SAN MARCOS, Texas (KXAN) — “It’s a struggle for everybody,” says Pete Cordova, who lives in San Marcos.
Since the pandemic, Cordova’s maintenance hours have been cut in half.
In order to stay on top of his bills, he’s been taking on other jobs.
“I’m a person that doesn’t like to be behind on nothing, owing nobody. But whatever it takes– you’ve got to go cut grass, you’ve got to do what you’ve got to do,” he says.
In an effort to balance needs, San Marcos city council members opted for a 6.5% increase in drainage fees instead of 12% for fiscal year 2021.
“We know that we’re in an unprecedented time and we don’t want to impact residents and businesses anymore than what we have to,” says San Marcos city manager Bert Lumbreras.
The drainage charge shows up on your utility bill that also includes water, trash and community beautification fee, says city spokesperson Kristy Stark.
“The drainage fee applies to both residential and commercial properties and is charged based on the amount of impervious cover on the property,” Stark says.
The increase translates to about 50 cents to a little over a dollar for the average homeowner.
A lower rate increase means less money for stormwater improvement projects.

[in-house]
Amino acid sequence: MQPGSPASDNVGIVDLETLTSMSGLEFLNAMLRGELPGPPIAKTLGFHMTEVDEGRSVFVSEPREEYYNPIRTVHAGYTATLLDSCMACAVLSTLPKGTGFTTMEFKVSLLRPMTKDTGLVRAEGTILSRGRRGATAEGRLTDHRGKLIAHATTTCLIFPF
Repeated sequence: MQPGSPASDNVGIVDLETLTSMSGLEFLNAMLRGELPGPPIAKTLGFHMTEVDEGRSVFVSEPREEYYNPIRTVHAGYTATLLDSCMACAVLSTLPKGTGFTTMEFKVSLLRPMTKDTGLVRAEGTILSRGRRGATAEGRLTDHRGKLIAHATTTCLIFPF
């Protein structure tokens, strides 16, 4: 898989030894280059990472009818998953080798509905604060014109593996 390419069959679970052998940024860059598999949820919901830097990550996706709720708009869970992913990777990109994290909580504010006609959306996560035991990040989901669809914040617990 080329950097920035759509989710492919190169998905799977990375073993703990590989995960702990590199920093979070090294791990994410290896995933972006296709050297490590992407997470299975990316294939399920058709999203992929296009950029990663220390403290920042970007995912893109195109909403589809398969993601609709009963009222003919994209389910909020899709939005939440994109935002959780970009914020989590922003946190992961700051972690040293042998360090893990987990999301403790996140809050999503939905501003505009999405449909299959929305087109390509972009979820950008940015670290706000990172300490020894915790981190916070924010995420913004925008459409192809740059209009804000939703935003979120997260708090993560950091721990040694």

“San Marcos traditionally has had a lot of challenges with drainage problems and so we’re trying to address many of those issues with this revenue source,” Lumbreras says.
Utility rate changes are part of the larger budget discussion as the City ends FY19 in September.
The City is working on a COVID-19 impacted budget, with a projected net shortfall of about $2 million. The previous projection was about $6 million, but staff say April sales tax were higher than expected.
Still, there’s a projected reduction in sales tax revenue of at least 6.5% for FY21, said Lumbreras– and the pandemic isn’t over, yet.
“Now obviously moving forward as we’re planning the budget for the next fiscal years, starting in October, that is a little bit harder to predict because not knowing the state of the reopenings and the fluctuations that that has had and the fact that San Marcos and Hays County is now considered to be a hotspot,” Lumbreras says.
He says they have already saved about $4.7 million dollars by taking proactive moves, like holding vacant positions and delaying street maintenance projects.
Now, San Marcos is looking at possibly cutting back services to help fill the budget gap.
Next, they’d look at early retirement for some employees.
Lumbreras says they won’t consider layoffs until absolutely necessary – and it has not come to that point, yet.